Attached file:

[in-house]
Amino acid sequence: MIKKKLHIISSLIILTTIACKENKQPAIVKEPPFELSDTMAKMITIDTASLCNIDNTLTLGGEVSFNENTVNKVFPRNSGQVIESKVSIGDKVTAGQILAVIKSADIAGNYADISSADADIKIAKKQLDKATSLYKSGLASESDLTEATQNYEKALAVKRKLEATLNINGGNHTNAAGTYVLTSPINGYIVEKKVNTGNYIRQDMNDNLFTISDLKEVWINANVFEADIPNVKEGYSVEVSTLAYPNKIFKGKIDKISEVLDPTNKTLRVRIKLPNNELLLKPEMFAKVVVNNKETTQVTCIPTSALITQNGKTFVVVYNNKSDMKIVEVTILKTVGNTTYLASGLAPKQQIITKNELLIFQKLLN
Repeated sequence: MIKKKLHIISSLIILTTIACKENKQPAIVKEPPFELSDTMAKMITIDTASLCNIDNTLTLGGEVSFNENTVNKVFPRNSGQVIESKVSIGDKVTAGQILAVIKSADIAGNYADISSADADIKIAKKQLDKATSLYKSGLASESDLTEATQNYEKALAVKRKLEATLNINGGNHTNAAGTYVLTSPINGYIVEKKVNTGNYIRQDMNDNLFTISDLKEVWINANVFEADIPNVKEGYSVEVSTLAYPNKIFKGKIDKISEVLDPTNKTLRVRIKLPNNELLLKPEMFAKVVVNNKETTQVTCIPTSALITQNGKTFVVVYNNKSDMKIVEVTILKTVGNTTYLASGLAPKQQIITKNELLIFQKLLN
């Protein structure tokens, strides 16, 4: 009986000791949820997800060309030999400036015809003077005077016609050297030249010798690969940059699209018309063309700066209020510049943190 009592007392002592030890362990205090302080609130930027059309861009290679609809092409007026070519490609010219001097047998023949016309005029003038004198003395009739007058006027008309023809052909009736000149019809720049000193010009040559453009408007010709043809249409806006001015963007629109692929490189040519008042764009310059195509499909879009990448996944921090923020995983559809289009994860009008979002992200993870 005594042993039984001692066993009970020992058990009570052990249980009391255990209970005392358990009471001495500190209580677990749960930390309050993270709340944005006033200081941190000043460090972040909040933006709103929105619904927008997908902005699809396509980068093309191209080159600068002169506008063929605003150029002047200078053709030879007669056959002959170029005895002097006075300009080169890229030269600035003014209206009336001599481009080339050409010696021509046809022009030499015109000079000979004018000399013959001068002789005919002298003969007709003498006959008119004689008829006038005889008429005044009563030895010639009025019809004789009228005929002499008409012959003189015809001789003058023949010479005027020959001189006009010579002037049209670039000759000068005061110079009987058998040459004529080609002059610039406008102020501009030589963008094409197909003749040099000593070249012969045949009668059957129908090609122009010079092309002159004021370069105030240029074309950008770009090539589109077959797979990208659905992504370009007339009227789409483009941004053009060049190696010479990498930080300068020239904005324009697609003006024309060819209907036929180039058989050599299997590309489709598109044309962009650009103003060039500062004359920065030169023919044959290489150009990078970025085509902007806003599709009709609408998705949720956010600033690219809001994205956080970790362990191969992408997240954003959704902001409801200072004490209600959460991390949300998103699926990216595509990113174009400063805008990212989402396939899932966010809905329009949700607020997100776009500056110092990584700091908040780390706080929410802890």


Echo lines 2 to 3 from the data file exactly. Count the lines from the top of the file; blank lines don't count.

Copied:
Amino acid sequence: MIKKKLHIISSLIILTTIACKENKQPAIVKEPPFELSDTMAKMITIDTASLCNIDNTLTLGGEVSFNENTVNKVFPRNSGQVIESKVSIGDKVTAGQILAVIKSADIAGNYADISSADADIKIAKKQLDKATSLYKSGLASESDLTEATQNYEKALAVKRKLEATLNINGGNHTNAAGTYVLTSPINGYIVEKKVNTGNYIRQDMNDNLFTISDLKEVWINANVFEADIPNVKEGYSVEVSTLAYPNKIFKGKIDKISEVLDPTNKTLRVRIKLPNNELLLKPEMFAKVVVNNKETTQVTCIPTSALITQNGKTFVVVYNNKSDMKIVEVTILKTVGNTTYLASGLAPKQQIITKNELLIFQKLLN
Repeated sequence: MIKKKLHIISSLIILTTIACKENKQPAIVKEPPFELSDTMAKMITIDTASLCNIDNTLTLGGEVSFNENTVNKVFPRNSGQVIESKVSIGDKVTAGQILAVIKSADIAGNYADISSADADIKIAKKQLDKATSLYKSGLASESDLTEATQNYEKALAVKRKLEATLNINGGNHTNAAGTYVLTSPINGYIVEKKVNTGNYIRQDMNDNLFTISDLKEVWINANVFEADIPNVKEGYSVEVSTLAYPNKIFKGKIDKISEVLDPTNKTLRVRIKLPNNELLLKPEMFAKVVVNNKETTQVTCIPTSALITQNGKTFVVVYNNKSDMKIVEVTILKTVGNTTYLASGLAPKQQIITKNELLIFQKLLN